Carmen the Riveter

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Carmen castaneda a rosie the riveter at age 100 celebrating with family members

Carmen Castaneda says her husband would often ask her “What are you singing for?” Her reply was always the same. “Well, I’m happy!” and then she would challenge him, “What are you going to do about it?” Over her remarkable life, Carmen has learned to never back down. “I had six brothers and they taught me how to fight like a man.”

 

Just days from her 100th birthday, Carmen makes a fist and shakes it in the air. The living room of her Oceanside home fills with laughter and applause. In that moment, surrounded by friends and family who adore her, she looks every bit like Rosie the Riveter, the iconic advertising image celebrating female defense workers during World War II.

It should not be a surprise. Rosie the Riveter is part of her DNA. 80 years ago, all those posters and songs about women in wartime factories could have been patterned after her real-life experience. With so many men sent overseas, Carmen became one of the thousands of women who went to work at San Diego’s Consolidated Aircraft. It was a dramatic life change. She had been a cashier in the family’s Mexican restaurant, so doing rivet work on an airplane and later installing wire harnesses inside the cockpit of a bomber called for an entirely different skill set.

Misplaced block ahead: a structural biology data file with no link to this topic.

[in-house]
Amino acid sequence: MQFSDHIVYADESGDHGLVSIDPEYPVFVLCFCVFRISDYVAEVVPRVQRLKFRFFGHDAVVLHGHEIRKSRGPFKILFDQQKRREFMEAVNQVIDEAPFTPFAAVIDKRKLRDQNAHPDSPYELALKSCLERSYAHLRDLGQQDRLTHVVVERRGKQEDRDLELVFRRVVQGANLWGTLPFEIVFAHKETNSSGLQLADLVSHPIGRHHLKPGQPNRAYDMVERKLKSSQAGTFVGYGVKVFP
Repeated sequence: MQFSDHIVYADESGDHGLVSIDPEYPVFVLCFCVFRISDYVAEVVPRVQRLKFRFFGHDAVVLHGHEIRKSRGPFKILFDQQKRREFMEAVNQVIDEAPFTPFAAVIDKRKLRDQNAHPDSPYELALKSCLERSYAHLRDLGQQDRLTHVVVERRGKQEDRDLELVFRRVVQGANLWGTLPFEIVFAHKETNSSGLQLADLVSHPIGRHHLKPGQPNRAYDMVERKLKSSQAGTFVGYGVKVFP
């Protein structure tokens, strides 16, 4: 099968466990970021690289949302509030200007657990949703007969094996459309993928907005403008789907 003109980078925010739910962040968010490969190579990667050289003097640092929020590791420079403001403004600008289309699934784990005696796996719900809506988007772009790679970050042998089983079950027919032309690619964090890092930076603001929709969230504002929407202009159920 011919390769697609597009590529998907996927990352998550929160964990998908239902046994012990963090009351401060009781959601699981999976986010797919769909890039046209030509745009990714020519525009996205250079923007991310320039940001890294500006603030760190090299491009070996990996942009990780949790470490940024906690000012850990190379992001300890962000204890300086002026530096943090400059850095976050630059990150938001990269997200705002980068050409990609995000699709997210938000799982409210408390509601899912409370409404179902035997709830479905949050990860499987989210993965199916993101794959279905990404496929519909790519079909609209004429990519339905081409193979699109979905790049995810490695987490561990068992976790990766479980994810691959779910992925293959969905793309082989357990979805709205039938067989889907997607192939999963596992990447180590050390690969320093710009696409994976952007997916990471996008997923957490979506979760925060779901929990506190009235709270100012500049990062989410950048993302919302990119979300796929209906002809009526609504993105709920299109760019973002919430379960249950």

Now having reached the century mark, Carmen is gifted with very keen recall for specific events in her life. As we interviewed her for an upcoming episode of Ken Kramer’s About San Diego, she remembered her childhood home near where Petco Park is today, and the family’s near miss with federal agents during prohibition. They entered her house but bypassed opening a pantry door, behind which “My dad had a big barrel of moonshine.” And later when war was declared, “That was scary because they could bomb us at any time.”

With the passing decades, women like Carmen, who can recall first-hand what it was like to hold defense factory jobs in wartime San Diego, have become an increasingly rare find. “I was always proud of my work and the good it was doing.” At the age of 100, she is proud of something else too- that she did not back down, that she kept her sense of happiness and good humor, and that, through it all, like Rosie the Riveter, she could “do it.”

Carmen Castaneda will be profiled as part of Ken Kramer’s About San Diego Episode # 92 airing Thursday night, April 11, at 8:00 PM with a repeat Sunday, April 14, at 4:00 PM.

www.kpbs.org

Ken Kramer is creator and host of Ken Kramer’s About San Diego on KPBS-TV, a weekly variety show of stories about the history and people of our county. His radio and television segments have been a part of San Diego’s media landscape for more the four decades. He graduated from San Diego State University in 1974.

 

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Kamran Saeed
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